James Warren, the Chicago News Cooperative columnist, joined the blustering brigade. He ridiculed the ruling in a post for the Atlantic that was initially headlined “Why the Court’s Rahm Emanuel Decision is Worse Than You Think” (assuming a fact not in evidence, as the lawyers say). “Emanuel, the clear front-runner, can vote for mayor on Feb. 22 but he can’t run for mayor,” Warren wrote. “Sound really dumb? It is really dumb.” It is ironic—but is it dumb? As the majority opinion noted, the state constitution of 1870 seems to have set a higher residency standard for a candidate than for a voter. (Voters didn’t lose their right to vote if they’d been out of their district on “business of the United States,” but there was no equivalent exception to the residency requirement of candidates.) The majority justices found a rationale for the candidate-residency rule in a 1901 case, which noted that residency exposes a candidate to “the wants and rightful demands of his constituents.”

Warren blamed the ruling on the state’s “highly politicized court system, where a small army of patronage hacks and mediocrities populate the bench in an elective, not merit-selection, system.”

Judicial selection in Illinois is indeed too politicized. But Justice Lampkin, and the circuit judge who originally upheld the ruling of the Board of Election Commissioners, are products of the same politicized system. Does that taint the conclusions they reached in Emanuel’s favor?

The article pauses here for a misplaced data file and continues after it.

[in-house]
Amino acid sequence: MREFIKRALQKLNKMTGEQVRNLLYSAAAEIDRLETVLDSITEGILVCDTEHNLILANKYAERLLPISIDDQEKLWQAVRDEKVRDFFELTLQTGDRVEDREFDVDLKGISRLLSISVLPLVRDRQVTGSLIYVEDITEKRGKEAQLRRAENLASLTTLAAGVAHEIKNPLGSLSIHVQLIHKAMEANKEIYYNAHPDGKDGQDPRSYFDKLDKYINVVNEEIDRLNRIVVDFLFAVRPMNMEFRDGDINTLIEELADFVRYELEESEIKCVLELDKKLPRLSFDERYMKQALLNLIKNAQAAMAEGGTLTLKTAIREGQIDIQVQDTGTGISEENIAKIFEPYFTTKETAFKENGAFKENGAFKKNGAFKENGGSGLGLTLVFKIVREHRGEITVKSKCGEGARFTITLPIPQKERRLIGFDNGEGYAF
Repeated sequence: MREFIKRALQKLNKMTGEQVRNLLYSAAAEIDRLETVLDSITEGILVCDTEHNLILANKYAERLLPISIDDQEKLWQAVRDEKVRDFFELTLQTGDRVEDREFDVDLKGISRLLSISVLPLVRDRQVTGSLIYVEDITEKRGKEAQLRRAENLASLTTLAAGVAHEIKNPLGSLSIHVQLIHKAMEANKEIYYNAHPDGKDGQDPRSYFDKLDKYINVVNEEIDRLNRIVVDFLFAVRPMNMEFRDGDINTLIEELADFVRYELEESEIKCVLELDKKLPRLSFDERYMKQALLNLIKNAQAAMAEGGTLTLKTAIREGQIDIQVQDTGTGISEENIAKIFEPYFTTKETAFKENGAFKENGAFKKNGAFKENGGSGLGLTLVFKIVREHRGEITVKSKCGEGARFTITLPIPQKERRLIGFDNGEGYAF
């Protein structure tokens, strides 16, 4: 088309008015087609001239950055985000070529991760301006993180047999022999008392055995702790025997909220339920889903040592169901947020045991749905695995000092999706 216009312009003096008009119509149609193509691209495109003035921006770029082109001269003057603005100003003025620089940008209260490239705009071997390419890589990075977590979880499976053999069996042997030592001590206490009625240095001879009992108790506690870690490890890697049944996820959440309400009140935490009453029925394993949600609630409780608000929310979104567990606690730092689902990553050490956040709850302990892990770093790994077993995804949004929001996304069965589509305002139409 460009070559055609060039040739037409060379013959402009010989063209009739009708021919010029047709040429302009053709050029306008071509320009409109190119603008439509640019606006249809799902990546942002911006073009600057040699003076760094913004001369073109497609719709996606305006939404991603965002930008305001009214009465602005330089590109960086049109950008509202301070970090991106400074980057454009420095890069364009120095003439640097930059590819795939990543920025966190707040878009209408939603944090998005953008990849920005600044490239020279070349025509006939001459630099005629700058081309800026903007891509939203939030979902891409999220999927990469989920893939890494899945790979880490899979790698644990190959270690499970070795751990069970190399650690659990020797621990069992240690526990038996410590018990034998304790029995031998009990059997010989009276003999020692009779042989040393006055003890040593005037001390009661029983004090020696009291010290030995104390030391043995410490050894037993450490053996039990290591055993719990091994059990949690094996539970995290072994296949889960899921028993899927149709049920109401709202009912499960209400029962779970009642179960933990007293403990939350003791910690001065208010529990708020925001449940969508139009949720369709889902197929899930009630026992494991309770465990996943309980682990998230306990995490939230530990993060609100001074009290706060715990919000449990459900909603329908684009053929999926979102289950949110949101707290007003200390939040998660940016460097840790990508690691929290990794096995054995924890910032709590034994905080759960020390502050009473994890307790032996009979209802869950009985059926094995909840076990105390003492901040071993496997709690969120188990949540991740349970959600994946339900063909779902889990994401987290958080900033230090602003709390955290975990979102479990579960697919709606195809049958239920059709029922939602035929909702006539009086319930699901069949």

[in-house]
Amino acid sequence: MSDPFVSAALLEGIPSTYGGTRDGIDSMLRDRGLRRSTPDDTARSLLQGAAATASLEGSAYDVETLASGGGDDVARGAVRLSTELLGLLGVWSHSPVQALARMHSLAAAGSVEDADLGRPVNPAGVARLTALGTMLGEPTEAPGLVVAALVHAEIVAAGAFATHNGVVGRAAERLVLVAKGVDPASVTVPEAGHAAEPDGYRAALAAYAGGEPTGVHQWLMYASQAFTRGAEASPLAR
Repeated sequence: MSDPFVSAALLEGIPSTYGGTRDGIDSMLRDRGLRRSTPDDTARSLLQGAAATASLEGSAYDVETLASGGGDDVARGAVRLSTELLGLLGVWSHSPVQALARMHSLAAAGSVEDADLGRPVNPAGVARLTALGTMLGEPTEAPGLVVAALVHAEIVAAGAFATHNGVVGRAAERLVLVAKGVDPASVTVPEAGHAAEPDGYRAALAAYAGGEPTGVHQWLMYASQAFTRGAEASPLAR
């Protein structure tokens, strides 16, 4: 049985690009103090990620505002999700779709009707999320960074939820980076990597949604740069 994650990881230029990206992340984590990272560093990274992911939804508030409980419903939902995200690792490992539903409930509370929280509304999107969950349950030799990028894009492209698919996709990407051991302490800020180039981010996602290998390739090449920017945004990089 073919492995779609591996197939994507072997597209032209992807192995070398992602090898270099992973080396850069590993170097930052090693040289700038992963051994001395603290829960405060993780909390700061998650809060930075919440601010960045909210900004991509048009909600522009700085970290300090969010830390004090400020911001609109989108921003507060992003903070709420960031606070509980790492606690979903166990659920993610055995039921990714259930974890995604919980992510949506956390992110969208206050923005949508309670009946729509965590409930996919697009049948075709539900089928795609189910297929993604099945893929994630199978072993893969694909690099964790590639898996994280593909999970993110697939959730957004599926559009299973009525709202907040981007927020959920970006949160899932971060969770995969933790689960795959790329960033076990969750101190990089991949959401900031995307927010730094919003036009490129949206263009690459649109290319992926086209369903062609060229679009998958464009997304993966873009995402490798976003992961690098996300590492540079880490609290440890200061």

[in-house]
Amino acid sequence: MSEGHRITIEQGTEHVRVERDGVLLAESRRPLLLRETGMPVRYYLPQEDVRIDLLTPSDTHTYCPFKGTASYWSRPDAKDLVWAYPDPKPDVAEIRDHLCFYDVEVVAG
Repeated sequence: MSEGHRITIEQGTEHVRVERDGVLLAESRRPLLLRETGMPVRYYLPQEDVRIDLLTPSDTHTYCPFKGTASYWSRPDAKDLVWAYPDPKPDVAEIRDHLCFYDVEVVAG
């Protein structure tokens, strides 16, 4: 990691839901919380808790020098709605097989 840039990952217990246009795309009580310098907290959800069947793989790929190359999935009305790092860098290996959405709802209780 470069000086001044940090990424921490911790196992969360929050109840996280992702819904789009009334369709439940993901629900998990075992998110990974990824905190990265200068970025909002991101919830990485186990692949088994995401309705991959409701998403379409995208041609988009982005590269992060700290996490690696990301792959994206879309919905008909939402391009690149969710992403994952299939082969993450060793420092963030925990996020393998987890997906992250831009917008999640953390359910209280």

Justice Thomas Hoffman, author of Monday’s opinion, has been a judge for 26 years, an appellate justice the last 17. The Chicago Council of Lawyers—the toughest group in town in judging judges—has through the years called him “one of the finest judges,” “fair, intelligent, and hard-working,” with an “excellent” knowledge of the law, and integrity “beyond reproach.”

Joining Hoffman in the majority was Justice Shelvin Louise Marie Hall, a judge for 19 years, the last 11 on the appellate bench. The CCL has found her “bright and well-prepared,” “fair,” “hard-working,” with “unquestioned” integrity, “excellent” judicial temperament, and a “broad range of legal experience.” Before she became a judge she had been general counsel for the Illinois Department of Human Rights for eight years.

Clearly a pair of patronage hacks and mediocrities.

Up to this week, Emanuel has been cleverly capitalizing on the challenge to his residency, as one of his opponents, $110,000-man Miguel del Valle, observed Monday. “It gets him sympathy votes,” del Valle told me. “He knows it, and he’s playing it well. He’s now a victim.”

It may be a healthy brain-stretching exercise to picture Emanuel as a victim—like imagining Sam Zell as Little Orphan Annie. But Emanuel surely didn’t intend victimhood to go this far. As he’s learning, it’s much better to be a virtual victim than a real one.

But if the supreme court rules for him, he’ll become ever more formidable—the candidate who overcame the wicked efforts of rivals and meddling judges to keep him out of the race. It may be enough of a boost to get him the majority he needs on February 22 so he needn’t fuss with a runoff.

“Emanuel has raised about $12 million so far, dwarfing the entire field, but must now rely heavily on just crossing his fingers,” Warren dourly concluded his Atlantic post.

Before Monday’s ruling, he could have beaten the rest of the field with one arm tied behind his back. It won’t kill him to have his fingers crossed for a few days.